For his deeds, he was awarded a World Series ring and a Silver Slugger award, again the second such award to be given to a Royals player in Moore's time, again alongside Butler's 2012. He had definitively proved the doubters wrong.
Or...maybe not, actually.
Today is Cinco de Mayo, and one thing that is absolutely not partying is Morales' bat. In the first 27 games, Morales has started every game at designated hitter in the fifth spot in the lineup and is doing an exceedingly poor job of it.
Morales' triple slash after yesterday's snoozefest of a beatdown is....200/.248/.310. Here are is a more conclusive list of things that Morales is doing compared to his career:
- Average - .200 - career worst
- On base percentage - .248 - career worst
- Slugging - .323 - career worst
- Walk rate - 5.5% - career second-worst
- Strikeout rate - 22.0% - career second-worst
- Isolated slugging - .110 - career worst
- WAR - -0.5 - career second-worst (in 27 games)
Morales is doing everything poorly. He's not hitting for average, he's not walking, he's not hitting for power, and he's striking out more than usual. He's hitting balls hard more often than he did last year, but he's also hitting balls softly more often than he did last year.
One thing that is going on is that Morales' balls in play are turning into outs higher compared to his career numbers. The TV and Radio announcers would say that it's due to bad luck, and while some of that is true, I'm not sure that explains it all. Last year, Morales played against the shift in 36% of his plate appearances. This year, that number is 49%. And it's working - against the shift last year, Morales hit 11% below league average. This year, he's hitting 66% worse than league average. For reference, Tony Pena, Jr. hit, in his (short) career, hit 74% below league average. Morales is approaching TPJ offense against the shift this year. This is ah, not ideal.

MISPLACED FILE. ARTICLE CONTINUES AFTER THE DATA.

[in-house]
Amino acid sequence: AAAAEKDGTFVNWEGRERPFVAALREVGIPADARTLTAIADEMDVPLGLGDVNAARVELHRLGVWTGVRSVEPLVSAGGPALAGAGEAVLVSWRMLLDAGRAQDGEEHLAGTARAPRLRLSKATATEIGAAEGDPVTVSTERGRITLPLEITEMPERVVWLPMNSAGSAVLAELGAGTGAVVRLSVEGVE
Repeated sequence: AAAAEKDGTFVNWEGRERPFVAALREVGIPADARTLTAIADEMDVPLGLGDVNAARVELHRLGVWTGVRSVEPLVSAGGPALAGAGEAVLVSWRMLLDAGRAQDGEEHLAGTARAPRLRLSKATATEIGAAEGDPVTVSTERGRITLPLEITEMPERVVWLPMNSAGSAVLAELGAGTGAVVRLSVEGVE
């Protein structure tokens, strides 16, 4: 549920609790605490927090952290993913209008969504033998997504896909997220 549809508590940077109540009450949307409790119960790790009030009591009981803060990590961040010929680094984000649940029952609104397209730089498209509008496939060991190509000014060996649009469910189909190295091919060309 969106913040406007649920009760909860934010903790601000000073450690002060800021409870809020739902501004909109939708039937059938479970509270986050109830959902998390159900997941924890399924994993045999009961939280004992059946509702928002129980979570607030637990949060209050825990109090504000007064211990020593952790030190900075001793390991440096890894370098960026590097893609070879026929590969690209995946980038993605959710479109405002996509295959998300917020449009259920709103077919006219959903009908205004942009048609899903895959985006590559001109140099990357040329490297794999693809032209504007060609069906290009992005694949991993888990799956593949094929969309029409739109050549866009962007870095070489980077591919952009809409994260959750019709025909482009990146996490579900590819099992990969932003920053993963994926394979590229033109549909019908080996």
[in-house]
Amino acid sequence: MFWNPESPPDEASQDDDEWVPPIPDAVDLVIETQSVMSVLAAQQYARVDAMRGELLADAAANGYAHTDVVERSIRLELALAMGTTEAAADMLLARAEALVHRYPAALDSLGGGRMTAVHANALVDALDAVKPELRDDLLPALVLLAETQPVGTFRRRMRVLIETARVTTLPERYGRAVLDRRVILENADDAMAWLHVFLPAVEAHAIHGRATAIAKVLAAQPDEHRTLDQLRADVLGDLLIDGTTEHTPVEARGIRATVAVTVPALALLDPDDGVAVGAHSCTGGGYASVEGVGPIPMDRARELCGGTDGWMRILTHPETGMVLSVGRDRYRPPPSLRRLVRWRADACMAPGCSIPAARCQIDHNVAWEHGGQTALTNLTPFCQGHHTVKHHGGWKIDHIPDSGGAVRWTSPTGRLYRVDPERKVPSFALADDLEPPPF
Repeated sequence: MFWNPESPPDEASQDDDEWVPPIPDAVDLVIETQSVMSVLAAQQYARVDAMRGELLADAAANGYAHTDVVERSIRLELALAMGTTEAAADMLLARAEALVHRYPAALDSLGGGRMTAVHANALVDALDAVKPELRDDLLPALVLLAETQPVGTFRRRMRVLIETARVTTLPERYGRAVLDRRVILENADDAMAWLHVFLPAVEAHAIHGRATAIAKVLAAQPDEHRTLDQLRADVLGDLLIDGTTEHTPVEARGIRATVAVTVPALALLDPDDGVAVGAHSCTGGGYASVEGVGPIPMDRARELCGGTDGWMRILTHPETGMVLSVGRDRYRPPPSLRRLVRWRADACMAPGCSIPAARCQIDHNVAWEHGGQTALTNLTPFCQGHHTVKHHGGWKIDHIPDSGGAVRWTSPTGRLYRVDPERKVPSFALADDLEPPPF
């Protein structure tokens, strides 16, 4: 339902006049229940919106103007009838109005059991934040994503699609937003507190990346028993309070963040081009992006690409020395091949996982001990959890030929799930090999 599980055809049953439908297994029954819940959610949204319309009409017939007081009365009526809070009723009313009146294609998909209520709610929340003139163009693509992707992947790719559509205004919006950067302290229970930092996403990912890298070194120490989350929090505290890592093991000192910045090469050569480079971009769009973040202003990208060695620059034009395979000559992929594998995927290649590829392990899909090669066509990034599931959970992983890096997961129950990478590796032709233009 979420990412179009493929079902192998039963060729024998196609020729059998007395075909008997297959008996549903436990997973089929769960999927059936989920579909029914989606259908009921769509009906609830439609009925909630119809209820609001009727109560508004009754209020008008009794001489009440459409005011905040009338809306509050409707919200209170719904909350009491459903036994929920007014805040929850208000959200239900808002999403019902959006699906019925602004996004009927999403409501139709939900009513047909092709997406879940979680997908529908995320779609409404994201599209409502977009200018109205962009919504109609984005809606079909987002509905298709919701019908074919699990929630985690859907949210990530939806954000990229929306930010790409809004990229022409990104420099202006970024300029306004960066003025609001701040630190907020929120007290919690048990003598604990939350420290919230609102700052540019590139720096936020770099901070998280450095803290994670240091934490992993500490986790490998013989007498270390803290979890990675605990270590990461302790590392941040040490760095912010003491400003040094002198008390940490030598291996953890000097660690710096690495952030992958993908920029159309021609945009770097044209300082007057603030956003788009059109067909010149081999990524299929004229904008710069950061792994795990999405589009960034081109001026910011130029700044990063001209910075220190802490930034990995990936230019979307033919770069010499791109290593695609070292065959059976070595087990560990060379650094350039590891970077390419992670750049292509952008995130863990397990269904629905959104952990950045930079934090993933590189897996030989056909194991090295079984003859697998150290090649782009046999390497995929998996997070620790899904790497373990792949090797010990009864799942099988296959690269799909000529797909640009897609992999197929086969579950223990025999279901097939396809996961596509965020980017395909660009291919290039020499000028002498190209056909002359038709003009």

What's scary about this is that, very recently, we've seen Morales be very bad over the course of an entire year - 2014. It's what allowed the Royals to get him at 2 years/$17 million, after all. But it's also why he was a risk to sign. The problem with designated hitters is that they are usually unathletic and only offer one skill: hitting. If a DH does not hit, they are useless. And Morales isn't just 'not hitting,' Morales is now 17th worst among all qualified players this year by overall hitting performance.
Escobar, Gordon, and Cain haven't been good. But they all offer varying ways of helping the team, either through defense or baserunning. Morales has been worse than all of them.
So what next? What should the Royals do?
Well, at the moment, probably not much. Maybe give Morales a day off, or a day in the field or something. The Royals aren't stupid, but they don't have any other, better options right now. In two months, if Morales is still on the strugglebus and, say, Cheslor Cuthbert is still tearing AAA to pieces, or if Hunter Dozier is still decimating AA hitting, then you can try something.
But we all know Ned Yost. He will give his players, at least his favorite ones, every chance to fail. When they have exhausted that supply, he will then give them more chances to fail. Morales was a key cog in the 2015 World Series victory. He may not be a key cog in the Royals' 2016 playoff run, though. He sure isn't right now.